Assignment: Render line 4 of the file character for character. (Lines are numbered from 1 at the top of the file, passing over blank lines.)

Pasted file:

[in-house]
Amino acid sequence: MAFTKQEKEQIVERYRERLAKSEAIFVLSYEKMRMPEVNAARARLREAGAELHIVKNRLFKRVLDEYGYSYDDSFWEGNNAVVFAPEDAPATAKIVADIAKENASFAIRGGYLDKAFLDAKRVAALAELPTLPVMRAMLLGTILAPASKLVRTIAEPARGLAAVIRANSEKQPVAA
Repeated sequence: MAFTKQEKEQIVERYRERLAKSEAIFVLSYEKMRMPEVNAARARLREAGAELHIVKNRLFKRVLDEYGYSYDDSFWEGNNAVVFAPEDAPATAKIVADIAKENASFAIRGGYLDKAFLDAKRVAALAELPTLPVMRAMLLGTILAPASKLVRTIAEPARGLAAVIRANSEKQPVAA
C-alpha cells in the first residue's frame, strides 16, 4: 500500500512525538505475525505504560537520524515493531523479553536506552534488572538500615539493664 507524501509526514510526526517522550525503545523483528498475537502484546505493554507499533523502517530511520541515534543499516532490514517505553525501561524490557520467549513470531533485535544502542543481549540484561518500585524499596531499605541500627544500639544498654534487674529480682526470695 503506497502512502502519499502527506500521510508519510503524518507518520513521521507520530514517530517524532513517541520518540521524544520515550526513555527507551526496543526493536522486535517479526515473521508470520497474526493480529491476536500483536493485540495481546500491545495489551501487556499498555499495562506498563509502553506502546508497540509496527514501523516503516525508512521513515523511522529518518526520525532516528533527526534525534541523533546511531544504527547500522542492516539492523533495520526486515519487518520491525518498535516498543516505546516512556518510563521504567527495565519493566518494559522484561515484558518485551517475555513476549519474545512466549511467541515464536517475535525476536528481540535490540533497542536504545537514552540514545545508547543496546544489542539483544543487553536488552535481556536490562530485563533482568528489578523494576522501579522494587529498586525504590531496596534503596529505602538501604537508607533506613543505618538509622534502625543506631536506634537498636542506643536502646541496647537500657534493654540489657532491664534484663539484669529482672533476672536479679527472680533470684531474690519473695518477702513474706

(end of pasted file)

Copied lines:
C-alpha cells in the first residue's frame, strides 16, 4: 500500500512525538505475525505504560537520524515493531523479553536506552534488572538500615539493664 507524501509526514510526526517522550525503545523483528498475537502484546505493554507499533523502517530511520541515534543499516532490514517505553525501561524490557520467549513470531533485535544502542543481549540484561518500585524499596531499605541500627544500639544498654534487674529480682526470695 503506497502512502502519499502527506500521510508519510503524518507518520513521521507520530514517530517524532513517541520518540521524544520515550526513555527507551526496543526493536522486535517479526515473521508470520497474526493480529491476536500483536493485540495481546500491545495489551501487556499498555499495562506498563509502553506502546508497540509496527514501523516503516525508512521513515523511522529518518526520525532516528533527526534525534541523533546511531544504527547500522542492516539492523533495520526486515519487518520491525518498535516498543516505546516512556518510563521504567527495565519493566518494559522484561515484558518485551517475555513476549519474545512466549511467541515464536517475535525476536528481540535490540533497542536504545537514552540514545545508547543496546544489542539483544543487553536488552535481556536490562530485563533482568528489578523494576522501579522494587529498586525504590531496596534503596529505602538501604537508607533506613543505618538509622534502625543506631536506634537498636542506643536502646541496647537500657534493654540489657532491664534484663539484669529482672533476672536479679527472680533470684531474690519473695518477702513474706